Bipartisan Budget Act of 2018 Extends Many Expired Tax Provisions Through 2017
The Bipartisan Budget Act of 2018 (The Act) was passed by the House and Senate in the early morning hours of February 9, 2018, and President Trump signed the bill later that day.
There were 32 tax “extenders” (constantly expiring tax breaks for businesses and individuals) that expired at the end of 2016. The Act extends them retroactively to 2017. (A list of the 32 provisions can be found on the Tax Foundation website). There are several provisions in The Act that impact both individuals and business entities for the 2017 tax year, although several are not applicable to most taxpayers.
Below is a summary of the more popular provisions that have been extended that could potentially affect you or your business:
- Mortgage insurance premiums – these are now deductible for the 2017 year. This deduction phases out for taxpayers with AGI of $100,000-$110,000.
- Above-the-line deduction for qualified tuition and related expenses – extended for 2017. The deduction is capped at $4,000 and the AGI limitation is $65,000-$80,000 for single taxpayers and $130,000-$160,000 for joint filers.
- Discharge of qualified principal resident indebtedness – extends through 2017 the exclusion from gross income of a discharge of qualified principal resident indebtedness.
- Credit for Nonbusiness Energy Property – extends through 2017 the tax credit for nonbusiness energy property, such as exterior doors and windows, insulation, heaters, central air conditioners, and water heaters. The credit remains at 10% for a lifetime maximum credit of $500.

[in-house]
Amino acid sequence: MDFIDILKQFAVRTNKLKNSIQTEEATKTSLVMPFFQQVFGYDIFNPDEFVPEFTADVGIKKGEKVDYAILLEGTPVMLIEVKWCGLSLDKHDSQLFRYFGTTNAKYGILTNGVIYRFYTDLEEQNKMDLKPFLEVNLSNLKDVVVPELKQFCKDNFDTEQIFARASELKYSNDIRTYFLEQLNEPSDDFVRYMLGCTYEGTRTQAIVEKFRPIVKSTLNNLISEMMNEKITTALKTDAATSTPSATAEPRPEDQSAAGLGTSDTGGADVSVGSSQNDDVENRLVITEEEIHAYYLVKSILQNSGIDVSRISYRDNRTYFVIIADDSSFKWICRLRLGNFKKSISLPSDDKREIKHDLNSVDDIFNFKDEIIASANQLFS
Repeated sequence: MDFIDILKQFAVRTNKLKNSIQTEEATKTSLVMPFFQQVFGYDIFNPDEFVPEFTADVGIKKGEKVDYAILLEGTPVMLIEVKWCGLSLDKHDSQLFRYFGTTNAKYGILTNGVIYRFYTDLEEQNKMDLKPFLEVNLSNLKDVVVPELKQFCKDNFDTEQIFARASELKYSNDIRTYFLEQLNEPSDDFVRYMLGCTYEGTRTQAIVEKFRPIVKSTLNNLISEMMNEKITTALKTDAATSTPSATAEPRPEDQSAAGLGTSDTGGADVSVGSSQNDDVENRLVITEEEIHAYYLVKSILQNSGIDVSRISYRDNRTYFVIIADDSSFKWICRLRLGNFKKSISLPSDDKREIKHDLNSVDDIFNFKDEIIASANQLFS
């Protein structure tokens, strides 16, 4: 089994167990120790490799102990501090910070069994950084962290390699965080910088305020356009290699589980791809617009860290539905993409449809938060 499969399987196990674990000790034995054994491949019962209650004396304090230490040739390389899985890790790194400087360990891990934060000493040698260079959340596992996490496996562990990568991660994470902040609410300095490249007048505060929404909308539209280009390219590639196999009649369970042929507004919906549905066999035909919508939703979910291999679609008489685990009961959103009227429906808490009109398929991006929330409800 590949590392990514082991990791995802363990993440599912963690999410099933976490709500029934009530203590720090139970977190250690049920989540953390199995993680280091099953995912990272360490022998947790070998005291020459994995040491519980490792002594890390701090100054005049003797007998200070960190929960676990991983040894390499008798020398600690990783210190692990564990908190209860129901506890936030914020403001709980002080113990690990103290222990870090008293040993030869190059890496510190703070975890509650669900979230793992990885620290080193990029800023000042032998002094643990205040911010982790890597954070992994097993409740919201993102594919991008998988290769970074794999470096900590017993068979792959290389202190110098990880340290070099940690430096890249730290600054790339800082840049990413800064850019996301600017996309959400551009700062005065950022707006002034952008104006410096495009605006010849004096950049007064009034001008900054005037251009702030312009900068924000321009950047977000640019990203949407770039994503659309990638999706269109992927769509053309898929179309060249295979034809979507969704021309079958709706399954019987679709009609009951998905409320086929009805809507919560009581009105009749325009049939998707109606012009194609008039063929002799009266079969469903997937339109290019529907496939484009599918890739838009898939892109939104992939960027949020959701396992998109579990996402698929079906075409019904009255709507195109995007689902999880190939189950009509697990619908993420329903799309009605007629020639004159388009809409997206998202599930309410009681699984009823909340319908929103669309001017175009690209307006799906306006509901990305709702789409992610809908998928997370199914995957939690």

- Credit for Residential Energy Property – extends the credit for qualified property placed in service prior to 2022 with a reduced credit in 2020 and 2021. This credit is for expenditures made for solar electric systems, solar water heaters, fuel cell property, geothermal heat pumps, and small wind energy property.
- Credit for 2-wheeled plug-in electronic vehicles – the 10% credit for two-wheeled plug-in vehicles (capped at $2,500) was extended for 2017.
- New tax form on the horizon Form 1040SR – is a simplified version of the 1040 specifically for senior citizens age 65 years or older. This new tax form will be available for 2020 tax filing season.
- Section 179D/Energy Efficient Commercial Building Deduction – extended through 2017. This allows up to $1.80/sq. ft. of capitalized energy efficiency improvements to be expensed.
- Energy-efficient new homes – credit is extended through the end of 2017. Up to $2,000 in credit per energy efficient home built by a residential homebuilder.
- Alternative Fuels Excise Tax Credit – extended through 2017. This is a $.50 per gallon credit for use or sale of an alternative fuel, such as LNG, LP, and hydrogen as a motor vehicle fuel. Biodiesel and alcohol fuels are not alternative fuels for this credit.
As always, if there is any additional guidance or significant changes, we will keep you abreast as it is released.
Cindy H. Mitchell?>
Michael A. Hydell?>
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